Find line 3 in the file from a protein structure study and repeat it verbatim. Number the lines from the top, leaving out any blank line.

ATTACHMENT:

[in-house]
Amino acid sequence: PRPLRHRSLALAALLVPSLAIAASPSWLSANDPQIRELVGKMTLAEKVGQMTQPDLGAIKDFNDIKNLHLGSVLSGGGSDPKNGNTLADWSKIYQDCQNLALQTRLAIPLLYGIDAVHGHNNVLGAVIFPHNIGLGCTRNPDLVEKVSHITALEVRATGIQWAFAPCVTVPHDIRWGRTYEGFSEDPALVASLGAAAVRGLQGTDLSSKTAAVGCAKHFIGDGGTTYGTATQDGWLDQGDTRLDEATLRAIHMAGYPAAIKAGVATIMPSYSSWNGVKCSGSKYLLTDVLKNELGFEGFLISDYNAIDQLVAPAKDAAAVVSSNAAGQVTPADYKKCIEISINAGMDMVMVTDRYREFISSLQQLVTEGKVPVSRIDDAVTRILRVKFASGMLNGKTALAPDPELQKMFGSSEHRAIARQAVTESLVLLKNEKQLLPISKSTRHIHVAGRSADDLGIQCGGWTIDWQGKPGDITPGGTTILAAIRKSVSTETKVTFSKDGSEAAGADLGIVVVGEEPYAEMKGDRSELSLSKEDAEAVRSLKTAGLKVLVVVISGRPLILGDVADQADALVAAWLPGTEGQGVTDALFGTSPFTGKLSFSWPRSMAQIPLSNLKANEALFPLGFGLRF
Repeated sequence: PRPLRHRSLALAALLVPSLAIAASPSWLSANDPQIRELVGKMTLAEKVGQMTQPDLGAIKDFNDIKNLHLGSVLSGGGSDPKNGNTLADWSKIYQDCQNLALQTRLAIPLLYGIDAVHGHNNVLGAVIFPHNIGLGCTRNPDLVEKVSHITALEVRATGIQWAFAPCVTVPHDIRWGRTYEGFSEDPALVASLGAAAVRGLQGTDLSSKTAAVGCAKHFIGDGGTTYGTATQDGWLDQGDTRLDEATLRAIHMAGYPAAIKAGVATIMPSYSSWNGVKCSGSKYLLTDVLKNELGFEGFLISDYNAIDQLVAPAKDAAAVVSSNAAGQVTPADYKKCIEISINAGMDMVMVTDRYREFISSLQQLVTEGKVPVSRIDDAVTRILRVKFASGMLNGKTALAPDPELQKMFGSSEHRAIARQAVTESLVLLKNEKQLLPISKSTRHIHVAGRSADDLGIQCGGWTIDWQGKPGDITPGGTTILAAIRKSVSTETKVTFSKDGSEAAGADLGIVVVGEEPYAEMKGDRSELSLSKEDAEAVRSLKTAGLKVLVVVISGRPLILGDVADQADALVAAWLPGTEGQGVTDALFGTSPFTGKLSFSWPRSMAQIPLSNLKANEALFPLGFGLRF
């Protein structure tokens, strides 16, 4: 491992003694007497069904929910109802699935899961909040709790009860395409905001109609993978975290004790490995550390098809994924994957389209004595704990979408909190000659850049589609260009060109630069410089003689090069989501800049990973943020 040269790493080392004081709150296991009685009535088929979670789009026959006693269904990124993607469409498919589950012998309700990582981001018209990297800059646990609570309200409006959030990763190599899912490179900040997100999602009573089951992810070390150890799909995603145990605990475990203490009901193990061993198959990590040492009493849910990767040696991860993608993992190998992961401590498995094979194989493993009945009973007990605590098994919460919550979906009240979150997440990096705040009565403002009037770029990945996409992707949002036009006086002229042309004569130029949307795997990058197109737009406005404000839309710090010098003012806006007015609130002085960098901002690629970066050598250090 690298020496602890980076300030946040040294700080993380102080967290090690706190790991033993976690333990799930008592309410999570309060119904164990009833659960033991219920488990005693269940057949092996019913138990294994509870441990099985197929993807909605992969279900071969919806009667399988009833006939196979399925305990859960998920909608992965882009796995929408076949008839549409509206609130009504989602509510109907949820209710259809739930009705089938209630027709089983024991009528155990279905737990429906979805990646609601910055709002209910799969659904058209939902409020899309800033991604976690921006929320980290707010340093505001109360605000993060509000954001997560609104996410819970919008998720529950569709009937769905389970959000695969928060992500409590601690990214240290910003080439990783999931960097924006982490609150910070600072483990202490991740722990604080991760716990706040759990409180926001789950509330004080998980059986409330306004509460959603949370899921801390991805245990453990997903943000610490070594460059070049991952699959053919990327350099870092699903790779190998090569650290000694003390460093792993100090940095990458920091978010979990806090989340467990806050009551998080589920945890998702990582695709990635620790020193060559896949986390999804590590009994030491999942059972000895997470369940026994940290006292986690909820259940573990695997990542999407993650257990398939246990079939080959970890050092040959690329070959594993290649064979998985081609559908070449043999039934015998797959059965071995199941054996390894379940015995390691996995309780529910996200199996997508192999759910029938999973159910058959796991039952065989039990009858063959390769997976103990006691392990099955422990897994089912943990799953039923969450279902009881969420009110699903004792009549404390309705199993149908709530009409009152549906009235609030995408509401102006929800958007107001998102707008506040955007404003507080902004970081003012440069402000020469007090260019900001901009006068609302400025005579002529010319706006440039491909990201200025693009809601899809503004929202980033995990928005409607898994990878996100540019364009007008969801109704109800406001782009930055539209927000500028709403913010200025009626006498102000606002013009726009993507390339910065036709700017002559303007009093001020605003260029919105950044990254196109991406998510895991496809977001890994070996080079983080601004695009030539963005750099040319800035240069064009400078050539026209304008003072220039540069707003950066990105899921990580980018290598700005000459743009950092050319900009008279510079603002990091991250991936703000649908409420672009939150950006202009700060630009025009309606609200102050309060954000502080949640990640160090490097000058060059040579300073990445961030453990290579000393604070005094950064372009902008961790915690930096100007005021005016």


Repeated sequence: PRPLRHRSLALAALLVPSLAIAASPSWLSANDPQIRELVGKMTLAEKVGQMTQPDLGAIKDFNDIKNLHLGSVLSGGGSDPKNGNTLADWSKIYQDCQNLALQTRLAIPLLYGIDAVHGHNNVLGAVIFPHNIGLGCTRNPDLVEKVSHITALEVRATGIQWAFAPCVTVPHDIRWGRTYEGFSEDPALVASLGAAAVRGLQGTDLSSKTAAVGCAKHFIGDGGTTYGTATQDGWLDQGDTRLDEATLRAIHMAGYPAAIKAGVATIMPSYSSWNGVKCSGSKYLLTDVLKNELGFEGFLISDYNAIDQLVAPAKDAAAVVSSNAAGQVTPADYKKCIEISINAGMDMVMVTDRYREFISSLQQLVTEGKVPVSRIDDAVTRILRVKFASGMLNGKTALAPDPELQKMFGSSEHRAIARQAVTESLVLLKNEKQLLPISKSTRHIHVAGRSADDLGIQCGGWTIDWQGKPGDITPGGTTILAAIRKSVSTETKVTFSKDGSEAAGADLGIVVVGEEPYAEMKGDRSELSLSKEDAEAVRSLKTAGLKVLVVVISGRPLILGDVADQADALVAAWLPGTEGQGVTDALFGTSPFTGKLSFSWPRSMAQIPLSNLKANEALFPLGFGLRF